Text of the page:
Your new movie Art
of Obsession - in a few words, what is it about, and what can you
tell us about your character?
is a psychological thriller about a tortured artist
that goes too far to respark his inspiration. I play the role of Patricia,
a privileged woman, who is also looking to find her purpose in the world.
She's a strong women, that has never really lived up to her potential. She
quickly realizes that she is going to have to use her smarts and strength
What did you draw upon to bring your character to life, and
how much of Winny Clarke can we actually find in Patricia? And how did you
even prepare for a role like this?
are definitely attributes that Patricia and Winny share. I trust people
very easily. Patricia really didn't know much about Kennedy before
rushing to him for help. She could've gone to family, or friends, but
she chose him. I've put my trust in strangers many times. My outcomes
have always been much more positive! Another similar trait would be
tunnel vision. When I really set my mind on something, I won't stop
until I've done it. I feel like Patricia has those qualities.
prepare, I had to watch quite a few junkie videos online. Patricia was
being force-fed drugs. There had to be a balance between fighting to
stay sober and loosing that battle. Patricia is also stronger than I am
mentally. Anger does not come naturally to me. I had to absorb content
that made me extremely uncomfortable to help pull that emotion out.
How did you get
involved with the project in the first place? And to what extent could you
identify with its psycho horror content?
I auditioned for
it! I enjoyed the sides right away because you were able to tell that this
character had two very different and dynamic personalities to her. Of
course once I read the script, I understood that the muse was only
Kennedys interpretation of Patricia. It was very cool to be able to play
both. After playing this role, I have a much deeper understanding of
horror genre. I look at it differently now, and am grateful for my new
found appreciation of the content!
with director Ryan M. Andrews and co-star Brian
Do talk about
your director Ryan M. Andrews [Ryan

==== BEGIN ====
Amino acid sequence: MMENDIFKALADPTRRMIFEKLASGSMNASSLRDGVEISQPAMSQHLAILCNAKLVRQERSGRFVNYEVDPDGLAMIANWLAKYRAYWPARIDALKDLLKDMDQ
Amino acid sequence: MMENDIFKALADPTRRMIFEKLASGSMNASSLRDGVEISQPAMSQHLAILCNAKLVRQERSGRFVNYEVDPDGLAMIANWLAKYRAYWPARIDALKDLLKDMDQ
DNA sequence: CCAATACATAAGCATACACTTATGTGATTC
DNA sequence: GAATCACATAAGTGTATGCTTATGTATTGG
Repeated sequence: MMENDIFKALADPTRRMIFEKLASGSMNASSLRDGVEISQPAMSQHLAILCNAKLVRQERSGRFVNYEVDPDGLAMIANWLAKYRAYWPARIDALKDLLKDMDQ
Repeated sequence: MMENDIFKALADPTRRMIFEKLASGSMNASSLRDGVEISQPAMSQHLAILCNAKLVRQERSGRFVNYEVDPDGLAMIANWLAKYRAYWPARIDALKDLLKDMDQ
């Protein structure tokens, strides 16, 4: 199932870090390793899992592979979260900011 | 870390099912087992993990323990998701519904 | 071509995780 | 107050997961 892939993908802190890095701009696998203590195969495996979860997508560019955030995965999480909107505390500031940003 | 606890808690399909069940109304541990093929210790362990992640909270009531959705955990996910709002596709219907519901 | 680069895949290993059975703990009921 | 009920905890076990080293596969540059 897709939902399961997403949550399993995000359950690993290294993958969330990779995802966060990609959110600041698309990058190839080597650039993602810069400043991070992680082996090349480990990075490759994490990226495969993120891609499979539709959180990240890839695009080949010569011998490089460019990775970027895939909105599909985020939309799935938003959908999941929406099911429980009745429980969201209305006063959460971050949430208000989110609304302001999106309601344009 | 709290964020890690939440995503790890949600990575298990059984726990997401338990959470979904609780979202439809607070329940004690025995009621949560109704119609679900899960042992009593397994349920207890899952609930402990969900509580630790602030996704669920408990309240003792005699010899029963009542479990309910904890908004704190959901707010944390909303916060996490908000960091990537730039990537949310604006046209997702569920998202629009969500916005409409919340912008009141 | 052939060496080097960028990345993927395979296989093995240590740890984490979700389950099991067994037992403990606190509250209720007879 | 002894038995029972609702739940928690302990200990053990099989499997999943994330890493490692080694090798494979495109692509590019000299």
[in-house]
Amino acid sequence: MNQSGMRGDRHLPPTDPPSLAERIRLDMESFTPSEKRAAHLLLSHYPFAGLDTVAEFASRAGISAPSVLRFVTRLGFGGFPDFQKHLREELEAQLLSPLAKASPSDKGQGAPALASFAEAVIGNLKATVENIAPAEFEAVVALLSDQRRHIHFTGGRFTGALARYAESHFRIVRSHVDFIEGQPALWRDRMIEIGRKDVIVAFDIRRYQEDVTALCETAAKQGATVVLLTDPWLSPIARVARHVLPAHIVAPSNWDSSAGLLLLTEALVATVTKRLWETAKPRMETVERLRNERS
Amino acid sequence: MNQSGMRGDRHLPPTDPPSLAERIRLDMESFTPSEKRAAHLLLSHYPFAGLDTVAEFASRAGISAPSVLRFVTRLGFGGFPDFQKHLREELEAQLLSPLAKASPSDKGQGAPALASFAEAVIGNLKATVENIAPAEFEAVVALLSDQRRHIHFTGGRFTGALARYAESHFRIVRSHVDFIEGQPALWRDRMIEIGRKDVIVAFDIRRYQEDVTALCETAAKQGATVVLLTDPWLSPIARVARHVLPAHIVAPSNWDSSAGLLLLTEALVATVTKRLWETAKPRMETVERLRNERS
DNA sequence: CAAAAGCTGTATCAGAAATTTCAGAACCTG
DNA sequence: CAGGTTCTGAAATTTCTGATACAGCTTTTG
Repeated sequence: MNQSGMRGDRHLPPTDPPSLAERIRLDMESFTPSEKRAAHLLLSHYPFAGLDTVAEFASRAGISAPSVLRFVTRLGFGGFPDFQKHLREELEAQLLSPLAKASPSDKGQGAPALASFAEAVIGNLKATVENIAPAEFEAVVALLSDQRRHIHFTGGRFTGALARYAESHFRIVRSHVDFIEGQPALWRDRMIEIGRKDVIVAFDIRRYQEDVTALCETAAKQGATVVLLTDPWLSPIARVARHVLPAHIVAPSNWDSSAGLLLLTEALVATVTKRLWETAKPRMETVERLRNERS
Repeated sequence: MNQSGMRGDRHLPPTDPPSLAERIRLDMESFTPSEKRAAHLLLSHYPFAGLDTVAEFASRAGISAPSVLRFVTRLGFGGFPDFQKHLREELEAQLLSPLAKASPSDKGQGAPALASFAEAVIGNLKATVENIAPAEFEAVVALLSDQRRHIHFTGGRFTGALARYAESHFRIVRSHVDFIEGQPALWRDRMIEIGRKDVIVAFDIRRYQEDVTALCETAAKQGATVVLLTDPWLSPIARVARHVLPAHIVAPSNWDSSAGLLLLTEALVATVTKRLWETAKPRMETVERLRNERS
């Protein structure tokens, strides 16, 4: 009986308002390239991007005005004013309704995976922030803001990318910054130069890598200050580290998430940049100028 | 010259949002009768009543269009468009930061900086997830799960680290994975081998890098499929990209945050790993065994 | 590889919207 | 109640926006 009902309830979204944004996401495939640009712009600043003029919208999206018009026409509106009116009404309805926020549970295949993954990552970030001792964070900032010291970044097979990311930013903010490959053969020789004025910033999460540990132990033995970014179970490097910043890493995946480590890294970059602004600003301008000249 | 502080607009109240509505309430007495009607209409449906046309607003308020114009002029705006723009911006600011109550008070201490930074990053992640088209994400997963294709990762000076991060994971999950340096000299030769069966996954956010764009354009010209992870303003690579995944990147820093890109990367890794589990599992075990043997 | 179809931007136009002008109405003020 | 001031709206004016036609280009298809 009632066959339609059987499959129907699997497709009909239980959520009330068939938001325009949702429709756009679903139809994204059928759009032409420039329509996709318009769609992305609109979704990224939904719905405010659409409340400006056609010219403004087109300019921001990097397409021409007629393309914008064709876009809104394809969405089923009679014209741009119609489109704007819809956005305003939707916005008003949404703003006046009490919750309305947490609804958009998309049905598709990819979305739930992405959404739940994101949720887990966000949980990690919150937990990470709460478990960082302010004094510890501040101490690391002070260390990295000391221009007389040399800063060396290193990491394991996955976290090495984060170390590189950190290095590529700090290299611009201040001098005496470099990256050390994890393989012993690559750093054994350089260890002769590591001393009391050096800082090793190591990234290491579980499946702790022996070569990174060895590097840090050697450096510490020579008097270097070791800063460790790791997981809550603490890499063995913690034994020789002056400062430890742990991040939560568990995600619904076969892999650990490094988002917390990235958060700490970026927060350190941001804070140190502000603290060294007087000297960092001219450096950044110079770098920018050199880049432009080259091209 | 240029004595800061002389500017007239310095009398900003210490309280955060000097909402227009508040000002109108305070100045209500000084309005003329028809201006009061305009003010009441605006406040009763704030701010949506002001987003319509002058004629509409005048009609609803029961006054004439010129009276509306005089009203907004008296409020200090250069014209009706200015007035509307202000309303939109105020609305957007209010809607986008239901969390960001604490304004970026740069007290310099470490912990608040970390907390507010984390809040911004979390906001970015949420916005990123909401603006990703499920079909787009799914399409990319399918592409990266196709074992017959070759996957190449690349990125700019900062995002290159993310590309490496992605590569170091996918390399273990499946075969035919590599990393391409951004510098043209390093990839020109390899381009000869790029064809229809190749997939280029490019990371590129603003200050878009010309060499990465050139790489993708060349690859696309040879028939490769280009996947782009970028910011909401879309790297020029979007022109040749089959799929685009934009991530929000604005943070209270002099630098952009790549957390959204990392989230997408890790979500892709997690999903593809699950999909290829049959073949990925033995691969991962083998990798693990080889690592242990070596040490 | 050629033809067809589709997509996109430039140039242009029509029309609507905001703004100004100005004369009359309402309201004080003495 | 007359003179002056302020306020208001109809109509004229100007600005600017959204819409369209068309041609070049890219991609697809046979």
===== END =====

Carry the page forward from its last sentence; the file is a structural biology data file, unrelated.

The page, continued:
M. Andrews interview - click here], and what was your
collaboration with him like?
Ryan is such a hands-on
director. He was there for me every step of the way. He gave me so much of
his time pre-production to communicate his idea of the character, but to
also allow me to mould her into my own. He was sensitive to what I needed
in the more vulnerable moments of the shoot. I was able to be bring my
best version of Patricia to the table with his guidance.
What can you tell us about
the shoot as such, and the on-set atmosphere?
We had a
bunch of rock stars on our set. I'm sure you hear that a lot, but every
single person brought their expertise to this picture, and it shows! We
had a lot to get done in a limited amount of time, so as much fun as
goofing around is on breaks, everyone was always on board to get back to
the work. Even though there were more than a few hiccups during the shoot,
the crew and cast was never frustrated or overwhelmed, and that made it
feel like a breeze of a shoot.
What got you into acting
in the first place, and did you receive any formal training on the
did my first school play at the age of 6. I always wanted to be an
entertainer. I've always been obsessed with how film and television can
make me feel a variety of emotions, sometimes within a half hour
segment. I've always wanted to be a part of making other people feel,
went to acting school at the American Musical and Dramatic Academy in
What can you tell us about your acting work
prior to Art
was my 5th feature film and 1st lead role.
I've done multiple guest spots on series for Discovery ID. You can catch
me as a supporting character named Elliot in the feature film Almost
Adults on Netflix.
Over the course of your career, you've been pretty much
equally busy in movies and on TV - so how do movie and TV sets compare,
and which do you prefer, actually?
What a great question. I
am not sure if I can truly answer that because my experiences on TV sets
have only ever been for one episode. I think being a recurring character
would be a much different experience than a day player. That being said,
I've had great experiences on both. Ask me again in
How would you
describe yourself as an actress, and some of your techniques to bring your
characters to life?
I am a very emotional person, and am
quite sensitive. Something as simple as the right song can put me in the
emotional headspace to start a scene. From there, what transpires in the
scene is completely improv. It could change from take to take, depending
on how the character is reacting to the information she's receiving.
Actresses (and indeed actors) who
Feeling lucky ?
any of my partnershops yourself
for more, better results ?
The links below
will take you
TOO MANY. Leslie Mann, Paul Rudd, Helen
Mirren, Selma Hayek, Charlize Theron, Tilda Swinton, Benedict Cumberbatch.
I could go on for days.
Your favourite movies?
Idiot Brother, Annie Hall, The Big Short.
and of course, films you really deplore?
I can't think of
Facebook, whatever else?
Anything else you're dying to
mention and I have merely forgotten to ask?